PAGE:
European Health Forum Gastein: The case for a European Health Union

The COVID-19 pandemic has highlighted the EU’s strengths and weaknesses. To fail to learn from the crisis would be irresponsible, believes Sara Cerdas
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By Sara Cerdas MEP

Sara Cerdas (PT, S&D) is a vice-chair of the European Parliament's Special Committee on Beating Cancer (BECA)

27 Sep 2021

The lessons of the COVID-19 pandemic are proving to be on the steepest and most demanding learning curves in human history. ‘No one left behind’ should be more than just a mantra; it should be at the core of our own survival.

For the European Union, this means taking the actions needed to promote healthy societies, both internally and externally. These must include measures to enact a true European Health Union that strives for the health and wellbeing of all European citizens.

In turn, these depend upon sharing health and wealth with other communities and nations around the world. As Anniek de Ruijter - Associate Professor of Health Law and Policy at the University of Amsterdam and Director of the Law Centre for Health and Life - recently put it, a European Health Union is more than just a set of ‘fire fighting’ measures to prepare for and combat other pandemics, critical as these are for now and will be for the foreseeable future. It calls for a new social contract that puts the health of European citizens at its heart.

This is why I, as a doctor and as a politician, believe that the European Health Union initiative is central to the future of Europe. Health must be integrated into all our policies for the post-pandemic recovery and beyond. Europe’s citizens want common policies; they want to share the fruits of good health; they want to see levelling up in practice - and they are right to do so.

A true Health Union must help fight inequalities not just in health outcomes but also across society as a whole. The pandemic has highlighted the role of poverty, as well as social economic status, in determining vulnerability to the Coronavirus and - critically - access to vaccines and treatments.

A genuine European Health Union needs to address the socio-economic determinants of health while recognising at same time, that environmental and commercial factors are core components in determining health. The COVID-19 pandemic has brought home the cross-border nature of threats to public health.

"A true Health Union must help fight inequalities not just in health outcomes but also across society as a whole. The pandemic has highlighted the role of poverty, as well as social economic status, in determining vulnerability to the Coronavirus and - critically - access to vaccines and treatments"

That’s why a true European Health Union must promote sustainability in all areas of health, including medicine production and procurement. Here, I’m not only talking about how we tackle this virus but also, for example, about the environmentally driven impact of antimicrobial resistance which poses an ongoing threat to our lives.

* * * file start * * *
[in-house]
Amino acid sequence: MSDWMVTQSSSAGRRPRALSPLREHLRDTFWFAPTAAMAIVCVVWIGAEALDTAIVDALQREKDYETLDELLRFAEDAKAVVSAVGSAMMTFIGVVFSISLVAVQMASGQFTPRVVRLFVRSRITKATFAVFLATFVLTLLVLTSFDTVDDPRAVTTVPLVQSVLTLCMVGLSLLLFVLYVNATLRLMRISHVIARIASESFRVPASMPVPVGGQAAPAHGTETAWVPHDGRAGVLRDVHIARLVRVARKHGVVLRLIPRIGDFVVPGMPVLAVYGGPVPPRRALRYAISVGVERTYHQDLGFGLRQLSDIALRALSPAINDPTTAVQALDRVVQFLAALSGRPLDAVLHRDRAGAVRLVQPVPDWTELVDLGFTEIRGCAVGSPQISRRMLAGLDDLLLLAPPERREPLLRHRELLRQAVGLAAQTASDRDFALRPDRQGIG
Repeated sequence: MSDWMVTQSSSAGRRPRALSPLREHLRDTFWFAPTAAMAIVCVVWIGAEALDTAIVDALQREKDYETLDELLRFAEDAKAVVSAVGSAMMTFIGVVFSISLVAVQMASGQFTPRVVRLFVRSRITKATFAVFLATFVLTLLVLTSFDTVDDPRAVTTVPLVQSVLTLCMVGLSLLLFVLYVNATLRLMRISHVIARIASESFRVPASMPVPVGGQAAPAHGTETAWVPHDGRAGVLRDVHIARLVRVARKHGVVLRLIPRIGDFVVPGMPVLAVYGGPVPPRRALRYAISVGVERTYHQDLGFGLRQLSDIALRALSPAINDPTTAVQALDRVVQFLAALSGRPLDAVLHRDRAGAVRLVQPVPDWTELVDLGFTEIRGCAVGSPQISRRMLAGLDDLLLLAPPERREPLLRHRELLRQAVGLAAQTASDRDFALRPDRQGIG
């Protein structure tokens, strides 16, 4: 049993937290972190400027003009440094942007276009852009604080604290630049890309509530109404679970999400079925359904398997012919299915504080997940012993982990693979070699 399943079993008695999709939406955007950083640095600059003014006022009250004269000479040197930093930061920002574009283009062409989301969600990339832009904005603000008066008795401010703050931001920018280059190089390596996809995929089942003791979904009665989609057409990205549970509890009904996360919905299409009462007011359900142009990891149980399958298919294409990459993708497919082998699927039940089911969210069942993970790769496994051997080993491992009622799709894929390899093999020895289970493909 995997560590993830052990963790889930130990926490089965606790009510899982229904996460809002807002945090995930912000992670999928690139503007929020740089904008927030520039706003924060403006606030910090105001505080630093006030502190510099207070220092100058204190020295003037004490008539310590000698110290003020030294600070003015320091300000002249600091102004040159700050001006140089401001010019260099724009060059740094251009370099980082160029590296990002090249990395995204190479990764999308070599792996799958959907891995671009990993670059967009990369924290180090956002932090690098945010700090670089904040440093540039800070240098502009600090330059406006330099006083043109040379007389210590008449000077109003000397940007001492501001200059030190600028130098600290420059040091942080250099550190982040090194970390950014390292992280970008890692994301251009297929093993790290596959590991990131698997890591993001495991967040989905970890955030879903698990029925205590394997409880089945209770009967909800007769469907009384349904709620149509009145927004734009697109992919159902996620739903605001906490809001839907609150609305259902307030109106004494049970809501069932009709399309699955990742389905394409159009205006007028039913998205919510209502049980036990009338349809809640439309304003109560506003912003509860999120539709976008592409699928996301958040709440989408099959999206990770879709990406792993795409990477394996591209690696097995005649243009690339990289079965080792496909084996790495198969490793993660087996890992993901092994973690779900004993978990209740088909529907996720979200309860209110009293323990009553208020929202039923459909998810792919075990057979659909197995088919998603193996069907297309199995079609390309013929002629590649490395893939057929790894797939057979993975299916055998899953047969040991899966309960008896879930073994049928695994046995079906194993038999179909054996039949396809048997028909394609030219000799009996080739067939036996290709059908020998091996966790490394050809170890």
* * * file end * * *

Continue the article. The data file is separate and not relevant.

The EU has demonstrated its international status by standing up for the World Health Organization and, above all, by spearheading effective measures to ensure that the COVAX facility delivers millions of vaccine doses to the world’s poorest and, often, least healthy nations. Now it needs to ensure that such solidarity is written into its trade strategy so that it becomes a motor for promoting global health.

We need not wait for the end of the pandemic to start building an ambitious Health Union. Certainly, ensuring effective vaccines are available across Europe, and beyond, is still a vital task over the coming months, as is the sharing of knowhow and expertise on the need for boosters.

However, we also need to work more closely in dealing with treatments and aftercare for those diseases which - perhaps inevitably but regrettably - have been sidelined. These include cancer, a topic close to my heart and professional interest as vice-chair of the European Parliament’s Special Committee on Beating Cancer (BECA).

Improving health for all and leaving no one behind is the goal. But who should be responsible? Member States, the EU, or both? This discussion has only just begun, but it must increase its pace. Some believe a true European Health Union would require a Treaty change to give the European Commission explicit competence for health policy.

"If we truly want Europe to rise like a phoenix from this pandemic, “stronger, smarter and more equitable,” as the theme of this autumn’s European Health Forum Gastein so boldly states, health must occupy the centre stage in its recovery"

They believe their argument has been strengthened by perceived initial setbacks in the EU’s collective response to the pandemic. Others insist that it would be better to use the existing EU powers more efficiently, rather than enter the minefield of a Treaty change.

I tend to share the latter view. But there is already a forum that could address this issue and others raised by the ambition of a European Health Union worthy of the name: the Conference on the Future of Europe, launched - fittingly - on 9 May, Europe Day.

The explicit goal of the conference is to bring the EU closer to its citizens and to enhance democracy by giving them a greater voice.

And the people are raising their voices in favour of putting good health for all at the centre of EU policies. If we truly want Europe to rise like a phoenix from this pandemic, “stronger, smarter and more equitable,” as the theme of this autumn’s European Health Forum Gastein so boldly states, health must occupy the centre stage in its recovery.

This MEP article was previously published on Brussels Morning

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